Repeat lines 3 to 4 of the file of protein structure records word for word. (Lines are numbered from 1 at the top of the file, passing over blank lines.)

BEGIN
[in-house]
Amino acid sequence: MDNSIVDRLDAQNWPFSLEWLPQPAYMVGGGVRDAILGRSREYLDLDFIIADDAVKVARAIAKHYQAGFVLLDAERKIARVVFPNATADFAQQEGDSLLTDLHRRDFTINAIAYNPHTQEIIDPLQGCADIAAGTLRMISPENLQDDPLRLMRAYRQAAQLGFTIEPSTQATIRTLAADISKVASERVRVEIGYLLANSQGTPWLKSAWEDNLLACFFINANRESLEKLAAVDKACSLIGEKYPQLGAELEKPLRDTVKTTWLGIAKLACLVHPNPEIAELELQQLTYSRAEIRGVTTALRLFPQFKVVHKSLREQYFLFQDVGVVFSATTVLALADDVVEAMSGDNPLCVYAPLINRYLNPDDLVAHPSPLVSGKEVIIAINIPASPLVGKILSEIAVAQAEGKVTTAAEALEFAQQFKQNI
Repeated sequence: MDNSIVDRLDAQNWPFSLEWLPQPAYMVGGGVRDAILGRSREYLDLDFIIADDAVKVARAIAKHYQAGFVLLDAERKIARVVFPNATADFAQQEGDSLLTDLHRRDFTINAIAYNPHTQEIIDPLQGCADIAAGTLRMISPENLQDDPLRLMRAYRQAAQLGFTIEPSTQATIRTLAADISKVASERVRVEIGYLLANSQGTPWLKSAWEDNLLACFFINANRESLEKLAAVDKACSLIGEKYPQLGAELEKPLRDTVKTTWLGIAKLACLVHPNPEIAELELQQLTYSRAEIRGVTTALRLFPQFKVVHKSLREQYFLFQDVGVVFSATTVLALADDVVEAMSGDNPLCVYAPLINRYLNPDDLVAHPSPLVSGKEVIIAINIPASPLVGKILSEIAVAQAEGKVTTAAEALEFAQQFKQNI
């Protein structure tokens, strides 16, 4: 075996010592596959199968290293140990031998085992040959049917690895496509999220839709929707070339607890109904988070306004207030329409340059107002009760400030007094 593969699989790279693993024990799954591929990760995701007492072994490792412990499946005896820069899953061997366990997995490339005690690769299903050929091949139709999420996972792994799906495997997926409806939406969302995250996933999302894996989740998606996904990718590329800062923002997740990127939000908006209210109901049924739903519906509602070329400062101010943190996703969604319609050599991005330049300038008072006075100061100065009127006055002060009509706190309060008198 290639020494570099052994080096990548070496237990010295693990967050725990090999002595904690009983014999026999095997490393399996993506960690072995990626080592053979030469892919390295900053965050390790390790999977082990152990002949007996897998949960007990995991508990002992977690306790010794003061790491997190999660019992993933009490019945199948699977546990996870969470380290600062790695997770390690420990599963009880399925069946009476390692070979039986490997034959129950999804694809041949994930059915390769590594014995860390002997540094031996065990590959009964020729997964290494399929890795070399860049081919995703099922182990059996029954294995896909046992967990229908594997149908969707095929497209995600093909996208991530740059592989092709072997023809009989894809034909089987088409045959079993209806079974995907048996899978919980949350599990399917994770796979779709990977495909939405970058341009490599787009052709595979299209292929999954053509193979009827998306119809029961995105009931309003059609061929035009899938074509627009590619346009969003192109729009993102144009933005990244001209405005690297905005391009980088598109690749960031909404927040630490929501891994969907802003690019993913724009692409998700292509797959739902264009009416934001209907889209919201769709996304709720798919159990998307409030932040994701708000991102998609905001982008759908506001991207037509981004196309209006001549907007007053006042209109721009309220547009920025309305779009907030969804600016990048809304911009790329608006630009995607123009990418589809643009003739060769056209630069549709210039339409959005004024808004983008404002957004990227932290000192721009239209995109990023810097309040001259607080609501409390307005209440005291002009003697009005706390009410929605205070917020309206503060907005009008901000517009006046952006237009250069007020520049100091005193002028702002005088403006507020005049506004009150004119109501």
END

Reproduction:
Repeated sequence: MDNSIVDRLDAQNWPFSLEWLPQPAYMVGGGVRDAILGRSREYLDLDFIIADDAVKVARAIAKHYQAGFVLLDAERKIARVVFPNATADFAQQEGDSLLTDLHRRDFTINAIAYNPHTQEIIDPLQGCADIAAGTLRMISPENLQDDPLRLMRAYRQAAQLGFTIEPSTQATIRTLAADISKVASERVRVEIGYLLANSQGTPWLKSAWEDNLLACFFINANRESLEKLAAVDKACSLIGEKYPQLGAELEKPLRDTVKTTWLGIAKLACLVHPNPEIAELELQQLTYSRAEIRGVTTALRLFPQFKVVHKSLREQYFLFQDVGVVFSATTVLALADDVVEAMSGDNPLCVYAPLINRYLNPDDLVAHPSPLVSGKEVIIAINIPASPLVGKILSEIAVAQAEGKVTTAAEALEFAQQFKQNI
């Protein structure tokens, strides 16, 4: 075996010592596959199968290293140990031998085992040959049917690895496509999220839709929707070339607890109904988070306004207030329409340059107002009760400030007094 593969699989790279693993024990799954591929990760995701007492072994490792412990499946005896820069899953061997366990997995490339005690690769299903050929091949139709999420996972792994799906495997997926409806939406969302995250996933999302894996989740998606996904990718590329800062923002997740990127939000908006209210109901049924739903519906509602070329400062101010943190996703969604319609050599991005330049300038008072006075100061100065009127006055002060009509706190309060008198 290639020494570099052994080096990548070496237990010295693990967050725990090999002595904690009983014999026999095997490393399996993506960690072995990626080592053979030469892919390295900053965050390790390790999977082990152990002949007996897998949960007990995991508990002992977690306790010794003061790491997190999660019992993933009490019945199948699977546990996870969470380290600062790695997770390690420990599963009880399925069946009476390692070979039986490997034959129950999804694809041949994930059915390769590594014995860390002997540094031996065990590959009964020729997964290494399929890795070399860049081919995703099922182990059996029954294995896909046992967990229908594997149908969707095929497209995600093909996208991530740059592989092709072997023809009989894809034909089987088409045959079993209806079974995907048996899978919980949350599990399917994770796979779709990977495909939405970058341009490599787009052709595979299209292929999954053509193979009827998306119809029961995105009931309003059609061929035009899938074509627009590619346009969003192109729009993102144009933005990244001209405005690297905005391009980088598109690749960031909404927040630490929501891994969907802003690019993913724009692409998700292509797959739902264009009416934001209907889209919201769709996304709720798919159990998307409030932040994701708000991102998609905001982008759908506001991207037509981004196309209006001549907007007053006042209109721009309220547009920025309305779009907030969804600016990048809304911009790329608006630009995607123009990418589809643009003739060769056209630069549709210039339409959005004024808004983008404002957004990227932290000192721009239209995109990023810097309040001259607080609501409390307005209440005291002009003697009005706390009410929605205070917020309206503060907005009008901000517009006046952006237009250069007020520049100091005193002028702002005088403006507020005049506004009150004119109501």